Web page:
New York Times Columnist Adam Liptak writes about how things have changed in our approach to the law and the way the law itself has changed since the 9/11 attacks. 2

New York Times Columnist Adam Liptak writes about how things have changed in our approach to the law and the way the law itself has changed since the 9/11 attacks.

There is a place for alarmism where threats to civil liberties are concerned. Too much worry about our freedoms is better than too little.

But there is also a place, a decade later, for sober reflection. By historic standards, the domestic legal response to 9/11 gave rise to civil-liberties tremors, not earthquakes.

Consider the USA Patriot Act, short for this Orwellian mouthful: Uniting and Strengthening America by Providing Appropriate Tools Required to Intercept and Obstruct Terrorism Act of 2001. The law sailed through Congress seven weeks after the attacks with scant dissent.

The Patriot Act expanded the government’s surveillance powers and the scope of some criminal laws. But this was nothing compared with the responses of other developed democracies, where preventive detention and limits on subversive speech became commonplace.

“In comparative perspective, the Patriot Act appears mundane and mild,” Kent Roach, a law professor at the University of Toronto, writes in a new book, “The 9/11 Effect: Comparative Counter-Terrorism.”

The story is different beyond domestic criminal law.

Detentions at Guantánamo Bay, Cuba, extraordinary renditions and brutal interrogations tested the limits of the appropriate exercise of government power in wartime.

The U.S. government held people without charge for almost a decade, engaged in torture as that term is understood in international law, and sent people abroad for questioning to countries known to engage in torture.

But criminal law itself changed surprisingly little. What changed was how law enforcement conceived its mission.

Almost immediately after the attacks, Attorney General John Ashcroft announced “a new paradigm.” Preventing terrorist acts, he said, was more important than punishing crimes after the fact.

The new paradigm encouraged the arrests of people thought to be dangerous for, as Ashcroft put it, “spitting on the sidewalk,” or for immigration offenses, or as material witnesses.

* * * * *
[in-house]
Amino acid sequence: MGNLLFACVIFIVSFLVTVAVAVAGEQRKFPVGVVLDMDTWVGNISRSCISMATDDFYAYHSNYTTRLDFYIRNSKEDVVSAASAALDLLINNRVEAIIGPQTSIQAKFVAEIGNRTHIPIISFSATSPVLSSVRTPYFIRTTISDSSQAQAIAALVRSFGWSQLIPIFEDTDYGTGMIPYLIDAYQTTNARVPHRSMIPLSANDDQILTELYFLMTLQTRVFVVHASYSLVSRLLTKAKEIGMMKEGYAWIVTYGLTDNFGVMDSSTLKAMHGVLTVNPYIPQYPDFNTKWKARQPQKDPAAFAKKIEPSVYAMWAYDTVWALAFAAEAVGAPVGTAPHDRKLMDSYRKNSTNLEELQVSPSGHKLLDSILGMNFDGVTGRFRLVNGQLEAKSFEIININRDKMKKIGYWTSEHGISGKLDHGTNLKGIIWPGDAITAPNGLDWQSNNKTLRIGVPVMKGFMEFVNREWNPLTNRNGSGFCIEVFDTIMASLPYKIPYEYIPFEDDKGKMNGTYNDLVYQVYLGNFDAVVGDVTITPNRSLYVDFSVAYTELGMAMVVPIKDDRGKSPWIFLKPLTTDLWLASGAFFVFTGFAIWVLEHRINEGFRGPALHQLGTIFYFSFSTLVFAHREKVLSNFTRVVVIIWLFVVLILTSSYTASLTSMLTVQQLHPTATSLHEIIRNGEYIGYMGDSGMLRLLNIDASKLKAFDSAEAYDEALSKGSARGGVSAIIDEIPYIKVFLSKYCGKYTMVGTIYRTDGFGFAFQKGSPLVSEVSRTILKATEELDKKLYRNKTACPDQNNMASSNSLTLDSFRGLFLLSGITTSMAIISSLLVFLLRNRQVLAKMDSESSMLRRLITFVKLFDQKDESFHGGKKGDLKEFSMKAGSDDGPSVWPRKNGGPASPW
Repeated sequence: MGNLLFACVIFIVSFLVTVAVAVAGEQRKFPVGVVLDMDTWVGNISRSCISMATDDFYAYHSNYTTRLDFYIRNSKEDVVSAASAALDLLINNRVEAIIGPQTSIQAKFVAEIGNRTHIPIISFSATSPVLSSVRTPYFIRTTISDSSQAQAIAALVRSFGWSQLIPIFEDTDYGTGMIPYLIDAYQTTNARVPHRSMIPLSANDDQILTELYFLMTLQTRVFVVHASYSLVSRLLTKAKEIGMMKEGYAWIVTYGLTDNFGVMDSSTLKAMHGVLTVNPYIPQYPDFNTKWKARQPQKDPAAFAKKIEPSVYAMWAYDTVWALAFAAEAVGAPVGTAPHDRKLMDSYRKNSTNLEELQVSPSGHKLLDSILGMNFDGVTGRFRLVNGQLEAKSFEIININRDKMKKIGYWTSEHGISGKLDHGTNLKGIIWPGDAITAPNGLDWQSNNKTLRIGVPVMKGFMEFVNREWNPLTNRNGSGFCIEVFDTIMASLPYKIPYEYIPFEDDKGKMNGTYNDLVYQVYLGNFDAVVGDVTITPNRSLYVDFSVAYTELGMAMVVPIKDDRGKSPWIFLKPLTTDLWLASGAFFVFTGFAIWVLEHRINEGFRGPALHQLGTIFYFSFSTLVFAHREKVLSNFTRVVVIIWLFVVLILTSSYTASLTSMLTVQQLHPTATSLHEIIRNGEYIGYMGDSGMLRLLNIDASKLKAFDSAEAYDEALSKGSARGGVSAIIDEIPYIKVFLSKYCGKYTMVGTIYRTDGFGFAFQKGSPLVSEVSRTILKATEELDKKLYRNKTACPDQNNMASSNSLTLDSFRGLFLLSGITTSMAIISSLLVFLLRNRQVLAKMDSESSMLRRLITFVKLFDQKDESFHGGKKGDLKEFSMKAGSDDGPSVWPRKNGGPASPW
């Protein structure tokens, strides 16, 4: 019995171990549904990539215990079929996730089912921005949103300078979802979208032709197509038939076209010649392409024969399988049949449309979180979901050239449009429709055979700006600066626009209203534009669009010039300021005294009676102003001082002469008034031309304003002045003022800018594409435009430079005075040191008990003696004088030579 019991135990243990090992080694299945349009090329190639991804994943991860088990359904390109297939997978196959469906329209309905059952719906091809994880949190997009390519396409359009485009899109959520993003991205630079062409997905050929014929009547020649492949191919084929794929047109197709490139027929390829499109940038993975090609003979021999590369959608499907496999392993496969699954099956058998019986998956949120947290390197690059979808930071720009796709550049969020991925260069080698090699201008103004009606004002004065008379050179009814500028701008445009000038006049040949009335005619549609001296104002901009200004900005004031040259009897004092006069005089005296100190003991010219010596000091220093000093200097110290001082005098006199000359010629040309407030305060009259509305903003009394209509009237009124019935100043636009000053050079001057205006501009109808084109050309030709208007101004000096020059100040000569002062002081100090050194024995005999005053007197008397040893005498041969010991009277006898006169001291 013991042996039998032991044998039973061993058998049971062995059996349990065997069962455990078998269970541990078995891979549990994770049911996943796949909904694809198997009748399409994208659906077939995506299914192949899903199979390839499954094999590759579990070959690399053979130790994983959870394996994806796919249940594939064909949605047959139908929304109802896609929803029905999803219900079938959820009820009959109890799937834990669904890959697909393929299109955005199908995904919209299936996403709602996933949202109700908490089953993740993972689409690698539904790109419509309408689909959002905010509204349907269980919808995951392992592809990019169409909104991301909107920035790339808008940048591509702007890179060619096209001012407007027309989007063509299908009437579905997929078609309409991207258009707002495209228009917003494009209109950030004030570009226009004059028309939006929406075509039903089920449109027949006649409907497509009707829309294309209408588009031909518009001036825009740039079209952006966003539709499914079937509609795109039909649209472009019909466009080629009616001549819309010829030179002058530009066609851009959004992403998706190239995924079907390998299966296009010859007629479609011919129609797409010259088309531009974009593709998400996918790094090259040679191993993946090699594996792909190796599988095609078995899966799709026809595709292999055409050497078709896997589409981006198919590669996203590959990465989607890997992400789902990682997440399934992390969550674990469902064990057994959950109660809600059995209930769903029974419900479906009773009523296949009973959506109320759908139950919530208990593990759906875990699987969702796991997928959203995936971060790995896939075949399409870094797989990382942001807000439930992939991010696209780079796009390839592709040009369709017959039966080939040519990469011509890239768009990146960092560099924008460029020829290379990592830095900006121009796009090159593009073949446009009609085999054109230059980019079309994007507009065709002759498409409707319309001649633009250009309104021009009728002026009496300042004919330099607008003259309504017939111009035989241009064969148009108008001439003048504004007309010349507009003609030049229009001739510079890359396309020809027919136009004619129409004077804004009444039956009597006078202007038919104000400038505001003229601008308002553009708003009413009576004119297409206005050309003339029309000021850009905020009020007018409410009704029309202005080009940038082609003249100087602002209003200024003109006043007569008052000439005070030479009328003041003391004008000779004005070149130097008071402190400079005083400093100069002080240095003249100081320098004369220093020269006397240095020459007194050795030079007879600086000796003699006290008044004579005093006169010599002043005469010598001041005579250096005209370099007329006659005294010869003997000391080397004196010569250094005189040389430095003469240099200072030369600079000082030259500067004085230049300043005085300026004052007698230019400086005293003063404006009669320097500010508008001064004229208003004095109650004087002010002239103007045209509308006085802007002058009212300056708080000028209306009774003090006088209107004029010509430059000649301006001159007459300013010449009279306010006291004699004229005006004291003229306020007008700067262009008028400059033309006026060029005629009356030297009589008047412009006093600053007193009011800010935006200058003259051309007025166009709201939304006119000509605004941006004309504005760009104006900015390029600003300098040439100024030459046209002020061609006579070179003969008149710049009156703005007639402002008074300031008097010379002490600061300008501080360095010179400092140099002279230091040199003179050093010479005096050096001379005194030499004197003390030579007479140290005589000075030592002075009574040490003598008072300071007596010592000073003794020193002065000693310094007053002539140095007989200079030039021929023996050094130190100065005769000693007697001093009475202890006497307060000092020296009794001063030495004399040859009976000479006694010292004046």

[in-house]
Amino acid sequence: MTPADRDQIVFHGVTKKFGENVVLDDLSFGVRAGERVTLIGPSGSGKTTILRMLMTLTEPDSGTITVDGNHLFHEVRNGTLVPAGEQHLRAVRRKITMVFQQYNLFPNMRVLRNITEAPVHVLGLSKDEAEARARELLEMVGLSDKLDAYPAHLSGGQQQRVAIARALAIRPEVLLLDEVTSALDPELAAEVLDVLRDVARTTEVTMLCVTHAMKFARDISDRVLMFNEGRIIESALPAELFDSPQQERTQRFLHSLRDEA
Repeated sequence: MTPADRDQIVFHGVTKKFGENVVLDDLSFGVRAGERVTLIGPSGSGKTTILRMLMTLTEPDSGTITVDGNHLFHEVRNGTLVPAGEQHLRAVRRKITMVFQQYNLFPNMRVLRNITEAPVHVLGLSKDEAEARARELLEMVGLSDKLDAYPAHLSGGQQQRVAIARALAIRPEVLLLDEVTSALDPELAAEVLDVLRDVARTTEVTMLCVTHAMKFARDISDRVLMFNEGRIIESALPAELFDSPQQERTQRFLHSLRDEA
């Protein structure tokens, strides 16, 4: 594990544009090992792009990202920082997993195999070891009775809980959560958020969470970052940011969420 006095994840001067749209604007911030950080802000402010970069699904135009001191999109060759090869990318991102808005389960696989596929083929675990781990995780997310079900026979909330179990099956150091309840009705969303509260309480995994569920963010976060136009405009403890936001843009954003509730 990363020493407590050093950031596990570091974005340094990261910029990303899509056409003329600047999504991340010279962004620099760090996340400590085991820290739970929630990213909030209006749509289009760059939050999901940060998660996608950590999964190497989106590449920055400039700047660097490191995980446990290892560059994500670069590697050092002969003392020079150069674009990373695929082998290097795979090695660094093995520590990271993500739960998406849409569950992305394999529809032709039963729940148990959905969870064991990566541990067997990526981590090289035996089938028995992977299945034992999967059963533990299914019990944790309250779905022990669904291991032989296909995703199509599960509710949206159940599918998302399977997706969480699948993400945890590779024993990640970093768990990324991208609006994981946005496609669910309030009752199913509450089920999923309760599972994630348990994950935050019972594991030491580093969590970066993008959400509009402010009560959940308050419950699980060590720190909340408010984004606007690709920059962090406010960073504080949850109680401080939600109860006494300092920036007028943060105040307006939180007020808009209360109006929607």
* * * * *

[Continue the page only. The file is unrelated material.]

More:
It increased surveillance of religious and dissident groups. It ramped up the use of a law barring even benign support for organizations said to engage in terrorism, putting pressure on activities long thought to be protected by the First Amendment. And it inserted informants into Muslim communities, giving rise to charges of entrapment.

The number of people directly affected by these changes was small. The indirect chilling effect on free speech, association rights and religious freedom was impossible to measure. But by the standards of the Alien and Sedition Acts of 1798, the Palmer raids of 1920, the internment of Japanese Americans during World War II and the McCarthy era, the contraction of domestic civil liberties in the past decade was minor.

As they generally have, the courts acquiesced in government efforts to combat terrorism, although the Supreme Court placed some limits on the executive branch’s ability to hold prisoners at Guantánamo Bay.

The goal of stopping terrorism before it happens caused federal law-enforcement officials to make early arrests and then to rely on charges that required little proof of concrete conduct. Prosecutors often charged defendants accused of involvement in terrorism with conspiracy or “material support” of groups said to engage in terrorism.

Those laws were in place, said Robert Chesney, a law professor at the University of Texas. “The difference is they just weren’t being used.”

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